(A Story of Injury and Victory, Told with the Help of My Instagram Training Journal)
“Etude of Left Hand” by Megan Gendell amazes with delicate balances and intense techniques managed without using her left hand. –phindie
Last month marked my third year joining inspiring Philly circus company Tangle in their spring show; this time, I performed a solo static trapeze piece in RetroAct. I was in a short arm cast for the month of March (no broken bones; its purpose was to heal instability in my right wrist — the reviewer quoted above accidentally listed it as the left wrist), but this limitation may have inspired me more than any particular ability has in the past. The creation and rehearsal process excited and exhilarated me as I trained hands-free skills I’d never considered before and learned to navigate transitions one-handed.
I was so excited to be performing an act on the same technical level as any of my past aerial work, to be executing surprising and original movements in the air, and to showcase the ingenuity and determination that can allow a person to do what they love even when one of their primary tools is taken away.
A fiberglass cast is such a clear indicator of injury: instantly recognizable, obviously not worn by choice, and 100% preventing use of the encased body part. Performing in it sent a definite message and felt like a definite victory. Photographers and reviewers all came on the first night of the show, and I’m so glad to have these lovely photos and kind words!
Among the most impressive was Megan Gendell’s “Etude for Left Hand.” Gendell performed a fantastic trapeze act, flipping, twirling and hanging in every way except the expected. All of this, it is worth mentioning, with a broken wrist. Gendell never once used her right hand—which was covered in a cast—to grasp the rope or the bar. –DCMetroTheaterArts
Between the first and second shows, I was drilling a sharp twisting move (front balance, half twist to ankles, hands-free) that hadn’t gone as well as I wanted — and I partially tore an oblique abdominal muscle. Warming up before show two, I discovered that every movement in my act hurt, many caused stabbing pain, and several I couldn’t convince my body to execute at all. I might have gotten through the act on stage with adrenaline and determination … and I probably would have injured my abdominal muscle further, prolonging recovery by months. And so, this act that I created to perform even while injured: I couldn’t perform it due to injury. I had to sit out of the second show because of a plight that, in contrast to the arm cast, was invisible and only partially disabling, that required a judgment call and offered no external evidence of itself. I was heartbroken.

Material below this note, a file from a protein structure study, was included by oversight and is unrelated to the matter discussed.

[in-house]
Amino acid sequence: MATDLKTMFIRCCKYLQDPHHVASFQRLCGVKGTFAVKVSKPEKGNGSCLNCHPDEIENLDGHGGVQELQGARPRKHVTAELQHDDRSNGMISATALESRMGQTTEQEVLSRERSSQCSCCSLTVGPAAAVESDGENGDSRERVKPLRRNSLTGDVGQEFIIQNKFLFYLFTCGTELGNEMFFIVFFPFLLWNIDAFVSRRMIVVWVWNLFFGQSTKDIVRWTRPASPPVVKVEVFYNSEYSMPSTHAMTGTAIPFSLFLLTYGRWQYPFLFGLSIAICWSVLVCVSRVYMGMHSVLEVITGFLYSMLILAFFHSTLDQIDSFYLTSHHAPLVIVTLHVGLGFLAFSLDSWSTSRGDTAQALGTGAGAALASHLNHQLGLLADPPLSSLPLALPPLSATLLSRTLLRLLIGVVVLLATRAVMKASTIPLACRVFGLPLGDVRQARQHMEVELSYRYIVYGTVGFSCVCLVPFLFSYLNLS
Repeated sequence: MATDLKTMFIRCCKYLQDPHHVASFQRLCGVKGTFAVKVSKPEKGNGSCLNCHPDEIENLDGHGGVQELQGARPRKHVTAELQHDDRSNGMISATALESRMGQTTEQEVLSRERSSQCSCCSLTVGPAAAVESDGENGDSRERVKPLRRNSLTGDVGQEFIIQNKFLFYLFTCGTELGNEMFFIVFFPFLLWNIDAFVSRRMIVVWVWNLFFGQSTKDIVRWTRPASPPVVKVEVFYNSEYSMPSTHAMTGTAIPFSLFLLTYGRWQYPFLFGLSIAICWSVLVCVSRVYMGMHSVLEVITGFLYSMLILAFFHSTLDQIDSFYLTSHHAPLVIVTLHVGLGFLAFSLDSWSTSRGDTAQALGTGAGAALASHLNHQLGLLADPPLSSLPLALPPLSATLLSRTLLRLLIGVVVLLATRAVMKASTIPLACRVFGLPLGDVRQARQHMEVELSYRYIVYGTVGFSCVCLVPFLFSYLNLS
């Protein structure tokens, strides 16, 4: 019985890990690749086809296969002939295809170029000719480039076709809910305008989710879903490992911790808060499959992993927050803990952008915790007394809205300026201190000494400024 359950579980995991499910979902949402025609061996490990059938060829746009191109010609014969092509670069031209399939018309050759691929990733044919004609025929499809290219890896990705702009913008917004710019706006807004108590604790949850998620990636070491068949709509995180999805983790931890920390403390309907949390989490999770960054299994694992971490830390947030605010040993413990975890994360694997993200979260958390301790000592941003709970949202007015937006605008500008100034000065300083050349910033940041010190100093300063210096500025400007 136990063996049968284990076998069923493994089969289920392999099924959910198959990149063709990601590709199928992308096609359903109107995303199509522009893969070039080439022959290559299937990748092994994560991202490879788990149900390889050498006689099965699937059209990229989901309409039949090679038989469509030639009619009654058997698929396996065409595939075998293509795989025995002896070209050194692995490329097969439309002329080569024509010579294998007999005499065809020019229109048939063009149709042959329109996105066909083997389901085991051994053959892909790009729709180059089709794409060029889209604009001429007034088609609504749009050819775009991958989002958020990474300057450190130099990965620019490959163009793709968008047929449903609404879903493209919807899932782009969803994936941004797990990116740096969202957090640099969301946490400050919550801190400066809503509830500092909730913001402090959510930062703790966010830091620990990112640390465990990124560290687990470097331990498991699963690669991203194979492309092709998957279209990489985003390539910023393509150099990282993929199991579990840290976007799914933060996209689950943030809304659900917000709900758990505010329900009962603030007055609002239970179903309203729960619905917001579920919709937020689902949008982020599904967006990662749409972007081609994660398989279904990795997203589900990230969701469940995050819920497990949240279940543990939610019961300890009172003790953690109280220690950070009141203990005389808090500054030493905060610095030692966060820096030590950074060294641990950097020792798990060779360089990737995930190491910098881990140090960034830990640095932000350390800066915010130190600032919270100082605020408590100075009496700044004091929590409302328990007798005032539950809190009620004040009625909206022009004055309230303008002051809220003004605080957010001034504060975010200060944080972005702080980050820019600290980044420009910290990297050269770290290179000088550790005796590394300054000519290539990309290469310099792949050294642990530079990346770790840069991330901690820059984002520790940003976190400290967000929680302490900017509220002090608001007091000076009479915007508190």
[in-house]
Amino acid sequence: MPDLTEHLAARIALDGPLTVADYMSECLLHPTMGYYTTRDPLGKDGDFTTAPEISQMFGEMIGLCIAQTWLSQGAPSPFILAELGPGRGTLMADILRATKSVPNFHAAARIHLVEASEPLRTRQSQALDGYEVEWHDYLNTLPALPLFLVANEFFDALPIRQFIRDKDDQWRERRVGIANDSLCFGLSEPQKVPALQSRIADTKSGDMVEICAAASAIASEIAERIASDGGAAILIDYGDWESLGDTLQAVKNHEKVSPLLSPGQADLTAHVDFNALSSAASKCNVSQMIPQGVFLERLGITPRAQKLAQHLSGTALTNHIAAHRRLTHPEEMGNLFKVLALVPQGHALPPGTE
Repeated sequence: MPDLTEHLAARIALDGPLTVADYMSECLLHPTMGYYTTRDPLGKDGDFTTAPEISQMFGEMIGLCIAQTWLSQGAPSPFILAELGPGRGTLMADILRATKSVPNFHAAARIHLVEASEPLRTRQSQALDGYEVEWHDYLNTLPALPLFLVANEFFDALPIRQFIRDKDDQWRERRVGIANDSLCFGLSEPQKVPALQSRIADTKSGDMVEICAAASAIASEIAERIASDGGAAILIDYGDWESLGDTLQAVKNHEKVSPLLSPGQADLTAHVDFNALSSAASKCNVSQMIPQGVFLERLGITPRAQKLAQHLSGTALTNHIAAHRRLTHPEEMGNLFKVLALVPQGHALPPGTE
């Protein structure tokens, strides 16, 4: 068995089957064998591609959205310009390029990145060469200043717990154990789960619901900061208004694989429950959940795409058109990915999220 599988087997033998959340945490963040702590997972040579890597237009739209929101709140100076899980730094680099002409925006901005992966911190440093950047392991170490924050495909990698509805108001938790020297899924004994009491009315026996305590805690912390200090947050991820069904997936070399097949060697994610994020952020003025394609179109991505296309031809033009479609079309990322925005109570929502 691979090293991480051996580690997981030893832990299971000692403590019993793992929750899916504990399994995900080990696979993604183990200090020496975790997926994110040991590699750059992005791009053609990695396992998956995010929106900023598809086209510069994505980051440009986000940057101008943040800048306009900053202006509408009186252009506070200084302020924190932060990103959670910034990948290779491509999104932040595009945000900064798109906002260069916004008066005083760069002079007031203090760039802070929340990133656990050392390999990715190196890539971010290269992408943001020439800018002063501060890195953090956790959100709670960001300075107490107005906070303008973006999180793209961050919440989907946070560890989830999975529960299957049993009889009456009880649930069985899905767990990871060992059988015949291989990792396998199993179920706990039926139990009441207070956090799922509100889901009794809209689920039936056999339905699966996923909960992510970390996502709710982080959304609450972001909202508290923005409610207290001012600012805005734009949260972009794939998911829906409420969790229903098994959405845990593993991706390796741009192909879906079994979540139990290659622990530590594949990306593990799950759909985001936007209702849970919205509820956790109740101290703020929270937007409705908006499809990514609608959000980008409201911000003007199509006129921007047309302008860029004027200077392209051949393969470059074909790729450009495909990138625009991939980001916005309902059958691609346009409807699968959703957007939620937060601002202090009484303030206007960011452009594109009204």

Nothing to do but move forward with a fresh dose of ingenuity, adaptability, and conviction. The next morning, with the help of my partner, Lauren Feldman (a circus artist and dramaturg) and the entire cast of RetroAct, we reconceived the act and created a totally new piece about the adaptable human body for me to perform with the support of the ensemble in the final two shows. I moved through the first few sequences of my act, modified to avoid straining my new injury; then the audience timed me for a 60-second kneeling balance, one of my favorite skills and one that was still easy on my body. Meanwhile, the show’s cast stood on stage in support and community and shared their own stories of injury and healing with the audience. Lauren wrote text to introduce the new act before I performed it:
In the spirit of circus and community and finding ways of working around our injuries in order to safely do what we love, we created a different kind of piece for you in its place, and you today are the only audiences who will get to see it.
A definite victory after all — and one that I hope might inspire other artists to adapt and flourish under whatever conditions they may find themselves in.